The Accacha Chronicles
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|The Accacha Chronicles|
|Compilation album by Nicholas Lens|
The Accacha Chronicles is an operatic trilogy by Nicholas Lens (2005) for soprano, tenor, countertenor, mezzo, baritone, bass male actor, small choir, mixed choir and chamber orchestra.
The Accacha Chronicles consists of three parts:
- Part I: Flamma Flamma - The Fire Requiem (1994) (BMG Classics 74321 697172 - Sony Classical (SK 66293)
- Part II: Terra Terra - The Aquarius Era (1999) (BMG Classics 74321 697182)
- Part III: Amor Aeternus - Hymns of Love (2005), (Sony BMG 82876 66238 2)
The Chronicles detail a three part tale where some eccentric gods visit Earth, once in each album, to find some entertainment by watching the humans. They become fascinated by their actions and reaction, and begin to imitate them in order to understand them and their emotions.  
The first part captures the western concept of a requiem while at the same time abandoning the traditional rich chords and free, rubato meter of a cathedral work. Instead, each of the voices has a soloistic line, accompanied not by sostenuto chords, but by a piercing trio from Le Mystère des Voix Bulgares, known in the Chronicles as "The Fireflies," and an unusual rhythmic accompaniment.
The lyrics of the first part "Flamma Flamma", all in Latin were written by the author (and Belgian ambassador to Jamaica) Herman Portocarero. The lyrics (in Latin) of the two other parts ("Terra Terra" and "Amor Aeternus") were written by Lens himself.
The studio-version (3 hours and 44 minutes released by Sony BMG 82876 66239 2) of this operatic work features vocalists such as (as credited) Derek Lee Ragin, Claron McFadden, La Verne Williams, Ian Honeyman, Jean-Paul Fauchechourt, Henk Lauwers and Marcello Rosca and the Bulgarian Voices Angelite.
Live operatic version
In 2005 Lens recently rewrote an operatic acoustic version of The Accacha Chronicles of about 5 hours and 20 minutes which is very different -more complex in rhythm and tonality (much more a-tonal) than the CD-versions. This version was published in 2006 by Schott Music International (Mainz/New York City) but did not premiere yet. 
Nicholas Lens on The Accacha Chronicles
Lens has said that he intended The Accacha Chronicles to be a philosophical work, detailing a storyline along with its themes. "Accacha," Lens says in an interview, "is a mythical name, half-invented, half-existing. It stands for a reference book in which gods can find intimate details of all lives of human mortals. I used it because it is in a way reflecting what the main characters in this piece, the gods, are up to. And I like the sound of the word."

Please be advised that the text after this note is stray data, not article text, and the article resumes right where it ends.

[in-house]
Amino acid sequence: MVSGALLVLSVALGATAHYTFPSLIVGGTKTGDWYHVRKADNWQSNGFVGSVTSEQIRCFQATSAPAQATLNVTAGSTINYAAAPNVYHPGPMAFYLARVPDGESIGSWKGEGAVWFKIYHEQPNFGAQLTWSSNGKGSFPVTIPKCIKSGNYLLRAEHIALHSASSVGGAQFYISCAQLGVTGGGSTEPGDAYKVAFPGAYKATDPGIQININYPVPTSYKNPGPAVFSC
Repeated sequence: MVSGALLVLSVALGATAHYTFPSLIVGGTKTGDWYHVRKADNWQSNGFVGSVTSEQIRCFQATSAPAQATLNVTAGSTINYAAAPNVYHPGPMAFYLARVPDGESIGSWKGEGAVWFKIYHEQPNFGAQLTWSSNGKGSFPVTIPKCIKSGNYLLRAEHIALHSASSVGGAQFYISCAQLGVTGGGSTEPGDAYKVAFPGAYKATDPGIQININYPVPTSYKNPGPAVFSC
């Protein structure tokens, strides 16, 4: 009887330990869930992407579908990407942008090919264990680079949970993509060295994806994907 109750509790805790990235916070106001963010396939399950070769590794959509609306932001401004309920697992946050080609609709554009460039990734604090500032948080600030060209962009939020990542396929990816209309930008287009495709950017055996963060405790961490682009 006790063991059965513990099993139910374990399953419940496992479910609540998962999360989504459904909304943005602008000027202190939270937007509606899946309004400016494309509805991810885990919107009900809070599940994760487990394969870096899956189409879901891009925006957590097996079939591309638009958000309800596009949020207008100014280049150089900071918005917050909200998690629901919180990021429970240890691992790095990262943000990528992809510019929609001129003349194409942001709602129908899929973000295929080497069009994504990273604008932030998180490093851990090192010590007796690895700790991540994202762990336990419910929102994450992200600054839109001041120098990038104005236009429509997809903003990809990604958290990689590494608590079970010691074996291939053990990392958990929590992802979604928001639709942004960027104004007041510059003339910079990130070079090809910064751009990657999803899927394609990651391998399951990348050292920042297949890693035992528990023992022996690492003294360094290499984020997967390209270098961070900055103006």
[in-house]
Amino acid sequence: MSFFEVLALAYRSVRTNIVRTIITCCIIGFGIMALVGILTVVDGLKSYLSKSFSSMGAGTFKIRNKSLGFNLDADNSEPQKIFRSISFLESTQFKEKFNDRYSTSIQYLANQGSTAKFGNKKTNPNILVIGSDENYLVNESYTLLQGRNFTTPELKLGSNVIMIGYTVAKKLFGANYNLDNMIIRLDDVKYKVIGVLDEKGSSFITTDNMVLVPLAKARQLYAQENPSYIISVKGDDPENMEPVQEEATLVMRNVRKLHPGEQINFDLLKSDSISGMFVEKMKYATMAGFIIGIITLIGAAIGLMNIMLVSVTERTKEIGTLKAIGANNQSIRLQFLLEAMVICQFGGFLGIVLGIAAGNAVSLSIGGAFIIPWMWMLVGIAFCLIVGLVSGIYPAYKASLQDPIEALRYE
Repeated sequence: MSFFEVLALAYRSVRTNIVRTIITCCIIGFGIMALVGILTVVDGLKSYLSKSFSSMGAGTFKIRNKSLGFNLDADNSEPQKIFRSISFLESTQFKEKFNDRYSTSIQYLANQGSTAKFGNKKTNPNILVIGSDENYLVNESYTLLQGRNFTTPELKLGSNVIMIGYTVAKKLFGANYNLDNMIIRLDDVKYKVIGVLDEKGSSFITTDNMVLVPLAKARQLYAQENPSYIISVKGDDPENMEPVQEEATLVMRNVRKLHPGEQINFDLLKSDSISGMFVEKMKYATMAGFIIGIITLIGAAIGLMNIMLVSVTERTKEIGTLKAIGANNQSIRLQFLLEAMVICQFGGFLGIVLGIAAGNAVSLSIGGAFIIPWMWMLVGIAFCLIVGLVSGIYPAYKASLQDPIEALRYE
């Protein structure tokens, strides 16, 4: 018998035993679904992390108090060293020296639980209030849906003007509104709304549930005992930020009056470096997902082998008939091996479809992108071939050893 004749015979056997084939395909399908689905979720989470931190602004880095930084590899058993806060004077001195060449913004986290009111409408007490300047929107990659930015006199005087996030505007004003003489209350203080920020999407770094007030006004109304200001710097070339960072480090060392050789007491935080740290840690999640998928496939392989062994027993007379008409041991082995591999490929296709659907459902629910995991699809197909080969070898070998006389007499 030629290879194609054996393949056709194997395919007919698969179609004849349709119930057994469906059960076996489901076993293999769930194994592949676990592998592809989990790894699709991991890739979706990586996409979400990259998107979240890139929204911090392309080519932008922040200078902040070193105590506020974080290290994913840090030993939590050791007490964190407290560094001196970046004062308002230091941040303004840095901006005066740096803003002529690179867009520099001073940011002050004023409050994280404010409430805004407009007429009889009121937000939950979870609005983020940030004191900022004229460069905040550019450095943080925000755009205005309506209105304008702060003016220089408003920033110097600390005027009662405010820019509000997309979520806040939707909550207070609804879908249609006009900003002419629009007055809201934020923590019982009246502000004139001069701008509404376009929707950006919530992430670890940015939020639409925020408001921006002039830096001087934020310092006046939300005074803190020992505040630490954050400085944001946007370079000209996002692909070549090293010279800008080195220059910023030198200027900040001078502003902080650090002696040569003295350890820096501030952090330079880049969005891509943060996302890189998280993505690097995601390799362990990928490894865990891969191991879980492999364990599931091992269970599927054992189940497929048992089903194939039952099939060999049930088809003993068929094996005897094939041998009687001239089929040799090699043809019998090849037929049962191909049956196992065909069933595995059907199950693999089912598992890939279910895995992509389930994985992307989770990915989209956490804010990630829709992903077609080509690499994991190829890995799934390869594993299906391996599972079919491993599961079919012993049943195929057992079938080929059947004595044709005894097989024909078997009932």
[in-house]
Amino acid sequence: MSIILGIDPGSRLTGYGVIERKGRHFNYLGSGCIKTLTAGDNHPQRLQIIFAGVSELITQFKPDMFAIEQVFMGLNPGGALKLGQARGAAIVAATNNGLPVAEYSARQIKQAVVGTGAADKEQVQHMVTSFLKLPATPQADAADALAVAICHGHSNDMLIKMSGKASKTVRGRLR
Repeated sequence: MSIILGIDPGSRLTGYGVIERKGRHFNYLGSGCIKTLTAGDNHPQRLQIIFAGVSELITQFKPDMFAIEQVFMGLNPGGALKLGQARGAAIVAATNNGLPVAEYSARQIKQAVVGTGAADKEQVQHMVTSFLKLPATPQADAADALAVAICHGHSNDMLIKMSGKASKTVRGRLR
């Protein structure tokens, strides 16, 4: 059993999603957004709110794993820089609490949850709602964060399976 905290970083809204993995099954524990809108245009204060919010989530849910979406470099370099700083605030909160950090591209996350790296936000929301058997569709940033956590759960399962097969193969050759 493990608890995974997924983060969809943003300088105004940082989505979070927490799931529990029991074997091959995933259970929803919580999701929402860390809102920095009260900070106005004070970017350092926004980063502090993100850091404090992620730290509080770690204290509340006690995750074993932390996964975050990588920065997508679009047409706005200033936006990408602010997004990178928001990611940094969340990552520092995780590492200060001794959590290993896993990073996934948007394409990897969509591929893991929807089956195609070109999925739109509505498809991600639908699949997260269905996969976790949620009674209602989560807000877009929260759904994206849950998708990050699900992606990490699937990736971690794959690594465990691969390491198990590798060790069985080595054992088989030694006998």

About the story: "A bunch of eccentric gods decide to visit earth, in total 3 times. Their visit has no special character, except maybe that they’re always in for some funny entertainment or distraction. And apparently the gods seem to be fascinated by the mortals and their behaviour, especially by their reactions on dramatic events like death, birth and love. So they imitate the mortals trying to literally feel what it is like to be confronted with typically human shortcomings or moods, with human sadness or joy, with human loss, death or birth. The natural wheel of life must obviously fascinate the gods, as everything which is limited in time becomes much more intensive, and they’re not used to those limitations. Isn’t it a fact that as death sneaks around every corner, it creates fear and angst, of course, but it feeds as well the necessary strength and the courage mortals need to make something of the time they have."
About the studio and the live version: "You could say that the CD –version is the light version of the actual extended work, with only melodic-tonal parts, call it the jeans version if you want, while the live-version is more a theatrical-dramatized concept, the orchestration –purely acoustic- is more complex in rhythm and tonality, there’s another sort of tension which needs more time to develop and to grow, so it is different as it is raising slower in its construction."
 Nicholas Lens dedicated the entire trilogy to a certain lady Simona Noorenbergh from Fane, Papua New Guinea. Lady Simona Noorenbergh was a grandaunt of Nicholas Lens, living all her life in Papua New Guinea. She was one of the founders of the small mountain village called Fane deep in the Papuan jungle. Lens visited Fane twice. Once totally unexpectedly, the second time to bury her after she crashed with a Norman Islander-plane against the top of a mountain of the Papuan Central Province during a typhoon. Lens was very much shocked by this event. Shortly after this accident he started writing this trilogy.